And yet what choice is Johnson leaving him? Just to back down unilaterally and give up the fight, in return for nothing?! He’s in a tough situation without any good options.

        artichoke in reply to Milhouse. | November 4, 2019 at 3:28 pm

        Give up what fight? The fight the Brexit Party initiated by coming out with a platform with many areas of disagreement with the Conservatives. That’s not how you win.

        Those two had better get together and only run once candidate between them in each constituency. Brexit Party running a full slate would be a disaster.

        Matthew Carberry in reply to Milhouse. | November 6, 2019 at 4:24 pm

        That’s the same “all or nothing” unreal ideological purity that almost uniformly ends up with “nothing.”

      And don’t forget the backlash that will result from Trump jumping into the mess.

      Edward in reply to Tom Servo. | November 4, 2019 at 12:19 pm

      I have to agree with Milhouse, Farage offered to pull 600 candidates (or at least convince them to pull out) in favor of Conservative Party candidates, and Boris Johnson snubs him. Boris might as well have told Nigel to “sod off”. Under the circumstances what do you expect Farage and the Brexiteers to do? Do let us know your thoughts on that particular question, preferably in depth and detail.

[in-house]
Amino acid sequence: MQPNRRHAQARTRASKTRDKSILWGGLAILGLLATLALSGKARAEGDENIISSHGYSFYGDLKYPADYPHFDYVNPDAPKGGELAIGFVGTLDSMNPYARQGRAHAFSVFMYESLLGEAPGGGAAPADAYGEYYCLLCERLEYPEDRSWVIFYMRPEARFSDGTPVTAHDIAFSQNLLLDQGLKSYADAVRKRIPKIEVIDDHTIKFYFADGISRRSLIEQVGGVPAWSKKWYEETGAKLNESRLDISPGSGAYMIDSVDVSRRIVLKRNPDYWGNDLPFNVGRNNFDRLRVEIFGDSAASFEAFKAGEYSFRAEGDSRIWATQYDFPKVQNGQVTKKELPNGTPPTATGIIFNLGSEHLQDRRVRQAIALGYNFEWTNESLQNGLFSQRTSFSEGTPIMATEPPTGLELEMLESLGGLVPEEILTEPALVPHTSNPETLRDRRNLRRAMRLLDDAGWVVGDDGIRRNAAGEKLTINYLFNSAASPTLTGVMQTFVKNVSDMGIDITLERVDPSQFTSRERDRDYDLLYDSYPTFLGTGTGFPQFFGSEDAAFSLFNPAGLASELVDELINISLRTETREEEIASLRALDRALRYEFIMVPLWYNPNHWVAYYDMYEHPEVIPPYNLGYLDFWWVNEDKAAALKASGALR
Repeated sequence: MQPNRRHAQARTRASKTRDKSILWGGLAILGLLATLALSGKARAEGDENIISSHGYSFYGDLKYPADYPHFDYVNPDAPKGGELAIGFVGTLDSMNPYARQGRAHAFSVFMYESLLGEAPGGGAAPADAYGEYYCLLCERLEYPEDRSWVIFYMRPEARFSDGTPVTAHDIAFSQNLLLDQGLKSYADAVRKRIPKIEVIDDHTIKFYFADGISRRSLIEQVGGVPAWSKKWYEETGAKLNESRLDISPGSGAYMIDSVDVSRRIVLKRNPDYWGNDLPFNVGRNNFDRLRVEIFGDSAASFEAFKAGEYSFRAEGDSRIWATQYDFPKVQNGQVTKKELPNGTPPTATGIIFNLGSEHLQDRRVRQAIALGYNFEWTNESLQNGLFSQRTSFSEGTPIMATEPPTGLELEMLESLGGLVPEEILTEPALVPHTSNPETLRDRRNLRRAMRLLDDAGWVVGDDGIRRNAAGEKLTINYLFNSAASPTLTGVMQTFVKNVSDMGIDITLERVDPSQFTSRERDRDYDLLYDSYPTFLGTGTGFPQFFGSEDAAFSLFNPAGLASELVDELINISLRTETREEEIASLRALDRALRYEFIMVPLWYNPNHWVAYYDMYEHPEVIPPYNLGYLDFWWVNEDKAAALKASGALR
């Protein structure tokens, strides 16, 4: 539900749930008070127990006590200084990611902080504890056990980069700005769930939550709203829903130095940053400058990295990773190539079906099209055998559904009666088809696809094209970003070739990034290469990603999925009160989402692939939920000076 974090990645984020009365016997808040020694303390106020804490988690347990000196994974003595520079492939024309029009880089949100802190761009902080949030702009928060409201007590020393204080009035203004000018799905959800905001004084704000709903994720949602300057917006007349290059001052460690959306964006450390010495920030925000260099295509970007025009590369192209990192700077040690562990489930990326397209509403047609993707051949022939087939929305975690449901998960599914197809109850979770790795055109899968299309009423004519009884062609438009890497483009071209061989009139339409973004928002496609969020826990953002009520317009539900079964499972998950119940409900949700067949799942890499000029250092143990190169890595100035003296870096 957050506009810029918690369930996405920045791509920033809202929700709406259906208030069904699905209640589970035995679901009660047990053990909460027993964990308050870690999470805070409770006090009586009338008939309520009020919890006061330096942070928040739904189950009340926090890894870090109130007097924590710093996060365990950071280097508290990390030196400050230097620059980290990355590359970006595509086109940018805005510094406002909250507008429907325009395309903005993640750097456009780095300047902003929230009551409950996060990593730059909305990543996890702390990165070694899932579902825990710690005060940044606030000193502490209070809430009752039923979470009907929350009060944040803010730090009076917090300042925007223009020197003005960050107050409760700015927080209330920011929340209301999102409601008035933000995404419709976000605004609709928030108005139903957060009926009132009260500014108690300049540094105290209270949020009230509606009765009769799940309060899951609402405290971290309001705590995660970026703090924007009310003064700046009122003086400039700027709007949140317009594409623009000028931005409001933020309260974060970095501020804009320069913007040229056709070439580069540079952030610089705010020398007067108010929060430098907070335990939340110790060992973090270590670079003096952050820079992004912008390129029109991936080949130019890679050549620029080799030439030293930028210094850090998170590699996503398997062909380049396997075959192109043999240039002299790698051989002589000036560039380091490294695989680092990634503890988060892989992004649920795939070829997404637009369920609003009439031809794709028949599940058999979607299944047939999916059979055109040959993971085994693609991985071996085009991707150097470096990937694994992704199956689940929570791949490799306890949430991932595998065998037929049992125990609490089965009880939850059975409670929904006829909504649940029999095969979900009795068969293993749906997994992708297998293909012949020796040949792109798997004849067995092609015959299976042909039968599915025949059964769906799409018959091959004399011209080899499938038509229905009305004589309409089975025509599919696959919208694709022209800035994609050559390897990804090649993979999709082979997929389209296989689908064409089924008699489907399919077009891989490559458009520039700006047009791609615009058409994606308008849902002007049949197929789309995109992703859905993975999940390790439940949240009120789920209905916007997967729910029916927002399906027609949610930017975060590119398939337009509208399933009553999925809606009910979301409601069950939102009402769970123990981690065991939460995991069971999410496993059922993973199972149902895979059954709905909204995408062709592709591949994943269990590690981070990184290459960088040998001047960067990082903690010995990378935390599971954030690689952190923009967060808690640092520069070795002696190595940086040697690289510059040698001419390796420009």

The pollsters. The BBC. The Tories. The Brexit deniers. The EU.

What’s with these politicians who think they don’t have to respond to voter instructions? This is similar to California.

It’s almost like they think they are nobility, instead of elected officials with a responsibility to the voters.

    Milhouse in reply to Valerie. | November 3, 2019 at 6:46 pm

    What do you mean? They’re having an election, and the new Parliament will decide what to do. If the Remainers win, they will certainly not be bound by the result of the referendum a few years ago — why on earth should they be? They will have been given a mandate to abandon Brexit altogether. If the Leavers win then they will do as they see fit, having been given a mandate to see Brexit through. Either way, the referendum itself cannot be binding on Parliament.

      Edward in reply to Milhouse. | November 4, 2019 at 12:32 pm